Parrots need to learn good manners through basic training. If you want your parrot to learn to talk, you’ll have to provide that training as well. You will find that you need to teach your parrot what belongs to it and what it should not bother; keeping in mind they only learn this to a point because they are mischievous, curious creatures by nature.


Parrots can actually be potty trained, but only through consistency and training can that happen. Some talented parrots can learn to use speech in context to let their humans know what they want, but only if the time is spent to teach them the words. 


A parrot, as a rule of thumb, takes almost as much time as a two-year-old human to raise properly! But the parrot 
does not grow up and go to college after 16 more years like the two-year-old child! It’s a commitment of many years!


7. Are you willing to learn about your parrot and ensure it has the proper care?


In order to care for a parrot properly, you need to know what species it is and what that species needs to be healthy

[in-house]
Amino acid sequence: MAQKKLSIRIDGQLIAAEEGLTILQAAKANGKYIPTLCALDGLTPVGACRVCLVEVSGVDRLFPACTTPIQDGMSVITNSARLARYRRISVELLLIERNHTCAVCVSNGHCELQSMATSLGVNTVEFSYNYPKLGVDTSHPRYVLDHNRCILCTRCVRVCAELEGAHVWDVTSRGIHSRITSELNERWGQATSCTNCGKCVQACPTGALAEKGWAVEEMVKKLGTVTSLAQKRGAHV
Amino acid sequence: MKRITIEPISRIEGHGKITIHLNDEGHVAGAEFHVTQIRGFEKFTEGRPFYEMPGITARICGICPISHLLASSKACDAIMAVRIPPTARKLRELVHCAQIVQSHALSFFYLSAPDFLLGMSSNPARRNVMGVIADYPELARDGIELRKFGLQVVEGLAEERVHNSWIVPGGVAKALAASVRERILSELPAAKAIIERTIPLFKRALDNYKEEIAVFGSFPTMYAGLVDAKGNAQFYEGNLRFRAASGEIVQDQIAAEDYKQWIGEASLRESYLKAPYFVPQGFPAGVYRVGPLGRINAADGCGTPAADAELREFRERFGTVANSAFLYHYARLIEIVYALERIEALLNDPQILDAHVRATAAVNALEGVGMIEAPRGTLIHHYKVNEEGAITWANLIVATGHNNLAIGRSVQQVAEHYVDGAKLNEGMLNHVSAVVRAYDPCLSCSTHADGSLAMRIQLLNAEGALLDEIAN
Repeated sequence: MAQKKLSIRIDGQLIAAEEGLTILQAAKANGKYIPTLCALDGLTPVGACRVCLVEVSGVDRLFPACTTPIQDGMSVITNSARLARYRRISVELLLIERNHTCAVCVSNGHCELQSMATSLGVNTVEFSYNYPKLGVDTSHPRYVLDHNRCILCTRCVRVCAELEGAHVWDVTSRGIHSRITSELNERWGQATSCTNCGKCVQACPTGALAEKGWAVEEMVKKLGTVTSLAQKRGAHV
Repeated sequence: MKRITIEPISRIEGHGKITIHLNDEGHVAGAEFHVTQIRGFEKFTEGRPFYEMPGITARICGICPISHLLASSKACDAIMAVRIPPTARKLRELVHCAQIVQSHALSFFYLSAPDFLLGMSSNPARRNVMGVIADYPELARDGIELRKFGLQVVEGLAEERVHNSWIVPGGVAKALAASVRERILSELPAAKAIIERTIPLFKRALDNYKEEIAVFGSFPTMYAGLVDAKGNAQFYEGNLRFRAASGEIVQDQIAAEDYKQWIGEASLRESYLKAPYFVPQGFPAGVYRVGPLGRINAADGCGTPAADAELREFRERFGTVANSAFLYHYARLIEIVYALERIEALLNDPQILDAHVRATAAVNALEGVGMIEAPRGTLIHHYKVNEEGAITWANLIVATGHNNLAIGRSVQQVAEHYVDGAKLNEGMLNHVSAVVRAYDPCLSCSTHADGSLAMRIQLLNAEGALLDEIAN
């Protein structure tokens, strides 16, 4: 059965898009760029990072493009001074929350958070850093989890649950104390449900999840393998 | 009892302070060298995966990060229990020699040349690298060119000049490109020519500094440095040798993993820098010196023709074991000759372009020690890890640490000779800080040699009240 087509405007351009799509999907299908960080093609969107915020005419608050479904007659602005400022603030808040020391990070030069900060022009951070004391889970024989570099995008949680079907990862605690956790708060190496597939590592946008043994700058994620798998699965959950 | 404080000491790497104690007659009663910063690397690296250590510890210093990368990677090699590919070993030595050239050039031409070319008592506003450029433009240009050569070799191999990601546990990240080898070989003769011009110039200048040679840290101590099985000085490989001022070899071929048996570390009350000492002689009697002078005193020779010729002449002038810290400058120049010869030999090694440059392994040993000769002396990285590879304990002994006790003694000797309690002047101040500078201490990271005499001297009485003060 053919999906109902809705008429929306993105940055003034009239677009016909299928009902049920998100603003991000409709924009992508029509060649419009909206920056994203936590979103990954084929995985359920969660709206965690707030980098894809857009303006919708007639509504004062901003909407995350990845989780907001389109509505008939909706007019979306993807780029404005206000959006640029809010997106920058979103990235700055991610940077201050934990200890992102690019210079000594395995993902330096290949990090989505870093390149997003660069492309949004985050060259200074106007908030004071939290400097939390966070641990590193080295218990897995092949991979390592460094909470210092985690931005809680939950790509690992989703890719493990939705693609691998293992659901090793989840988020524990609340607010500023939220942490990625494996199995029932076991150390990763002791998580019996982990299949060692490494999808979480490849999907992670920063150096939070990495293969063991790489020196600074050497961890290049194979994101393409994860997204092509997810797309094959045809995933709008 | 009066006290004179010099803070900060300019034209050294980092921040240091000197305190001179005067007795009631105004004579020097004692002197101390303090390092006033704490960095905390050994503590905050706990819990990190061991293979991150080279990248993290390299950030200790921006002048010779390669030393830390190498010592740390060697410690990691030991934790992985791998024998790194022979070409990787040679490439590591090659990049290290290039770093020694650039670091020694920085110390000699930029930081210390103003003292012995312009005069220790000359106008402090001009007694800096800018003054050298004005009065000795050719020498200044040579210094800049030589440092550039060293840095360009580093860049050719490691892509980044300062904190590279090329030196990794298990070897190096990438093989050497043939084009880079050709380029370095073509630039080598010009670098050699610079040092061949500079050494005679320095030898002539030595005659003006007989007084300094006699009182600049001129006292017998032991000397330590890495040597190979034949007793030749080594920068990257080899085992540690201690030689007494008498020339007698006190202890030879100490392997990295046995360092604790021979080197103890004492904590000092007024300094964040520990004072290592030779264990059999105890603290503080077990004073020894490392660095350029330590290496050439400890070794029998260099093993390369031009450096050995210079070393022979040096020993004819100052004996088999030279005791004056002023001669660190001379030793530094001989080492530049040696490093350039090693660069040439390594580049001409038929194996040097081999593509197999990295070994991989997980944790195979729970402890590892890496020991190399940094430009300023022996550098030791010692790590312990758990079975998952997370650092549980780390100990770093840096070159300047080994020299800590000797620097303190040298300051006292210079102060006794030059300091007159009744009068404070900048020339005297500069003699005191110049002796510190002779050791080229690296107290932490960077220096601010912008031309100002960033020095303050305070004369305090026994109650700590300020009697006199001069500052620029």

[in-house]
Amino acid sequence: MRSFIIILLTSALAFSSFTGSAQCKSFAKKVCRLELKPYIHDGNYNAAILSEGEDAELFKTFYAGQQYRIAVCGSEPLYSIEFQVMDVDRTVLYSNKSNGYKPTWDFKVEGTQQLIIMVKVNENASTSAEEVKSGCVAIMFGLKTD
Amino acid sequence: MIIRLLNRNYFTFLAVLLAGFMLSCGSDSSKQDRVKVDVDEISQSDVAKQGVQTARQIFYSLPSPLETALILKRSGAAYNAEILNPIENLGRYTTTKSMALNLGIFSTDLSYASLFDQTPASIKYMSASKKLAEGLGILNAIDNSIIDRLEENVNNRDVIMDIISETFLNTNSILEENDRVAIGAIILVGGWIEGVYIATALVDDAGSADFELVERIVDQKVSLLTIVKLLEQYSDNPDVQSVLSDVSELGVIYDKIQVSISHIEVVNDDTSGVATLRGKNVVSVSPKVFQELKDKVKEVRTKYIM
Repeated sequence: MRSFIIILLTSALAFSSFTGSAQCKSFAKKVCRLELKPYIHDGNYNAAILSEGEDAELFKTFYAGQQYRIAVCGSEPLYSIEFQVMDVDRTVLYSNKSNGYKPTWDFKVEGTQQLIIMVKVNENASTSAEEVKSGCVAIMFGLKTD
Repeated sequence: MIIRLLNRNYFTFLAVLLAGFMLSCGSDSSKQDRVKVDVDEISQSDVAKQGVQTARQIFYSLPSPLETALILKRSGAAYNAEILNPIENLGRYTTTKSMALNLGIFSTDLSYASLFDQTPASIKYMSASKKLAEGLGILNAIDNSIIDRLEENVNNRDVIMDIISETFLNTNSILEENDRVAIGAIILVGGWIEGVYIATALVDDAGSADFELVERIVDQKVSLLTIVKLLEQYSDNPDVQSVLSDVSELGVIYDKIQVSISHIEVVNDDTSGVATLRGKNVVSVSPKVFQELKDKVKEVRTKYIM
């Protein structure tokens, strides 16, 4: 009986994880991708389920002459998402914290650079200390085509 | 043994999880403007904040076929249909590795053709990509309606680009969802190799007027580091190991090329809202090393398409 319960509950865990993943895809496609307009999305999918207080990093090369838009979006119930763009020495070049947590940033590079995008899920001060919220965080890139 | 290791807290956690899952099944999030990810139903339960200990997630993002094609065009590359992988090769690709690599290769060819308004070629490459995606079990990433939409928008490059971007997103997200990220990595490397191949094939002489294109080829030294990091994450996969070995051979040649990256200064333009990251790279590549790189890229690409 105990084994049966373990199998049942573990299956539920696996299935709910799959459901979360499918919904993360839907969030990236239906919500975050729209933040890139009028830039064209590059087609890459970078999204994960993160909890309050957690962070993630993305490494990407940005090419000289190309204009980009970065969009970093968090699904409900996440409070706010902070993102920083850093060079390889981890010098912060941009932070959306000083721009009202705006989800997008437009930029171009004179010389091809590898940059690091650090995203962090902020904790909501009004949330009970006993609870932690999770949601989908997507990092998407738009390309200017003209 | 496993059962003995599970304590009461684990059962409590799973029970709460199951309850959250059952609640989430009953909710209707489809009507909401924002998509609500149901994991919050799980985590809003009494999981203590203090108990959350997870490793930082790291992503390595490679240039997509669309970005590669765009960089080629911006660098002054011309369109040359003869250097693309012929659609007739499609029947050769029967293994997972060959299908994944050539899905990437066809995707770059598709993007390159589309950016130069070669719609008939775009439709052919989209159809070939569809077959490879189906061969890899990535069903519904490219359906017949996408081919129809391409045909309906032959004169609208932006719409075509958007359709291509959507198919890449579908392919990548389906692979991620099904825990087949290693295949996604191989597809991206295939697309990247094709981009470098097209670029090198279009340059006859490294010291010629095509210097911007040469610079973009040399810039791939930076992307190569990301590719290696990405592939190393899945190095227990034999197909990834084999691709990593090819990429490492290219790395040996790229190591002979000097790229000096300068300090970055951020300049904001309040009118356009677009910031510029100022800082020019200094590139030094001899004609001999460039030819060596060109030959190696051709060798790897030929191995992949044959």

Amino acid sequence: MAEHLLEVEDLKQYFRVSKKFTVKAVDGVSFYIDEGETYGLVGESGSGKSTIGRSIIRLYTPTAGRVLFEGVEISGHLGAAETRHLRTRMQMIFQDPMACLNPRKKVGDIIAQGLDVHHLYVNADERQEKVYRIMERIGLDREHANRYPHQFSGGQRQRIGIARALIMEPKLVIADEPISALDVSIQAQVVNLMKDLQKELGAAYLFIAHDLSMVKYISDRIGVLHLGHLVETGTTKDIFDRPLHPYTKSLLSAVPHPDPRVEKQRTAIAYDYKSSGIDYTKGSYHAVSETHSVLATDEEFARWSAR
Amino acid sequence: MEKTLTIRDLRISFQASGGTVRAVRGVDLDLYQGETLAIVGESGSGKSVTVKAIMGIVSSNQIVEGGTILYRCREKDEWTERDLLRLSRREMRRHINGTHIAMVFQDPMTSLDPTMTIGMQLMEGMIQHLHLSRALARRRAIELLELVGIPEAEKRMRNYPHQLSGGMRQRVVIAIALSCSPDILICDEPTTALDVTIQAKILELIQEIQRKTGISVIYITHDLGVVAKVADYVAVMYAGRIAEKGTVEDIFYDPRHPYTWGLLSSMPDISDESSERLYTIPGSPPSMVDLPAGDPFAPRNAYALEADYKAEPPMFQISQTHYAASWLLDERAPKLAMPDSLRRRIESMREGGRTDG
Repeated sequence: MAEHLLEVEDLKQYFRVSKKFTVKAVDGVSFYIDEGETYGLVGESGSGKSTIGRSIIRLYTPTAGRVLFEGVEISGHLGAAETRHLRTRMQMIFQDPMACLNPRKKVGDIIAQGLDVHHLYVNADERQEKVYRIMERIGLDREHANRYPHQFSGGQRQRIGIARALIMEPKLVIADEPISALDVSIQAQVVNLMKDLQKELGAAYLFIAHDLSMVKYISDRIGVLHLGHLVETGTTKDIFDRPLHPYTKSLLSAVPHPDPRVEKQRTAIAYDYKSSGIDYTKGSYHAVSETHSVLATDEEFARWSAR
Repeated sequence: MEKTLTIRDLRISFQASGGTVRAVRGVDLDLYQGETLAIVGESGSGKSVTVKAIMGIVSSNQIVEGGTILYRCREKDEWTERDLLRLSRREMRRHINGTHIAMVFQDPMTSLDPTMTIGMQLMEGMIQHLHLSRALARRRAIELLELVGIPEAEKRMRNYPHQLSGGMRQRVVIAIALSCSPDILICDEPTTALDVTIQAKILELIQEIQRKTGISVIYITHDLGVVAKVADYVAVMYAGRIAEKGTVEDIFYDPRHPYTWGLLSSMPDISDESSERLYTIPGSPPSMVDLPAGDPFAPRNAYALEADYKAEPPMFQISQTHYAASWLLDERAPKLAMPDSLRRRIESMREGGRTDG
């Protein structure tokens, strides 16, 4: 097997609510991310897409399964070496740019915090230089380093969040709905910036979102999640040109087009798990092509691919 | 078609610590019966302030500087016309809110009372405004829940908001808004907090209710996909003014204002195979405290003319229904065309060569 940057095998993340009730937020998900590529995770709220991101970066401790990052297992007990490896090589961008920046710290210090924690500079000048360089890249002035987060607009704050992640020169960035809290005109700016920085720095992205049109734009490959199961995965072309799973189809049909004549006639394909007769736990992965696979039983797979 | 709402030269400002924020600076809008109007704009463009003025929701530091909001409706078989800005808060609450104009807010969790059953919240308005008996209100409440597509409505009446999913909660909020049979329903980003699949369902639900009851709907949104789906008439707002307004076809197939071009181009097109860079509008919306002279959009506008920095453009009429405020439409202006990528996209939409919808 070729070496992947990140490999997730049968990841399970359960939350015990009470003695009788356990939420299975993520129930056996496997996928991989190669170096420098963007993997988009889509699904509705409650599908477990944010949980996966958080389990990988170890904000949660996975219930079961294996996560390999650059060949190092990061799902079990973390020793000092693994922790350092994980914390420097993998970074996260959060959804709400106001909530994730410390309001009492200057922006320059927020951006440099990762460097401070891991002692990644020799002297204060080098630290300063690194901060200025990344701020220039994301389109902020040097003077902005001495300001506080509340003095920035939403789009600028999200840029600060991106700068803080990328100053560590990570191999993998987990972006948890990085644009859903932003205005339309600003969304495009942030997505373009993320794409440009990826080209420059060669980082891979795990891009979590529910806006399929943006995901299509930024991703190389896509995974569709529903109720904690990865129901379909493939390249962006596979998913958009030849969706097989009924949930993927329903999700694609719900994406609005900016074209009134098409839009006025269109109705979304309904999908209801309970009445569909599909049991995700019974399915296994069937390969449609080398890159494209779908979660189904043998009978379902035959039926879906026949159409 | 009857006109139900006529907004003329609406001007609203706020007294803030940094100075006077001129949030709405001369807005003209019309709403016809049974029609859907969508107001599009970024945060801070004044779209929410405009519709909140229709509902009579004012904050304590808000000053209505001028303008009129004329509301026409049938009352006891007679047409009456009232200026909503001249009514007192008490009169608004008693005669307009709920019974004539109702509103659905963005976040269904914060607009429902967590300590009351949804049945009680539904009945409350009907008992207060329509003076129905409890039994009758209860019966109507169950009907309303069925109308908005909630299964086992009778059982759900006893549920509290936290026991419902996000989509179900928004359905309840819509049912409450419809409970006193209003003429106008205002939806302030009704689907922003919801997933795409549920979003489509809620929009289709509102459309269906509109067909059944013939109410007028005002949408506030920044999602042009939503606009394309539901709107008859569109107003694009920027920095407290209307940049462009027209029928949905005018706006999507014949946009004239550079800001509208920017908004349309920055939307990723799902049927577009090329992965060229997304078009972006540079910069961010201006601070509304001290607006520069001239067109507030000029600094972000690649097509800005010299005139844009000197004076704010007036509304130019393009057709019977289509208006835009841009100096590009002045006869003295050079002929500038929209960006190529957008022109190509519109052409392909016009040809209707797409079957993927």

and happy. Some parrots, Lorikeets and Hyacinth macaws for example, have special dietary needs that must be met in order to be healthy.


There are State laws in the United States about certain species and I’m sure this is true in other countries as well. 
Quaker parrots, for example, are illegal to transport in some states and in others, they are illegal to even have possession of. Some states require closed bands to remain on the parrots; others do not.


The parrot owner has to investigate and learn about their specific species and how to best create a healthy, happy home for the parrot.


8. Do you have space in your home for a parrot 
or another parrot?


I once lived in a one-bedroom apartment with a dozen small parrots. That isn’t for everyone, however. If you choose a 
large parrot, you’ll have to have sufficient space to put a large cage and you’ll probably want a place for a play gym.


Parrots are messy and you can’t just put their cage anywhere. They’ll often sling food onto the walls and make a mess with their food on the floor.


9. What is your housing situation?


If you rent your home, are pets allowed? Are the walls sufficiently sound-proof so that your parrot will not bother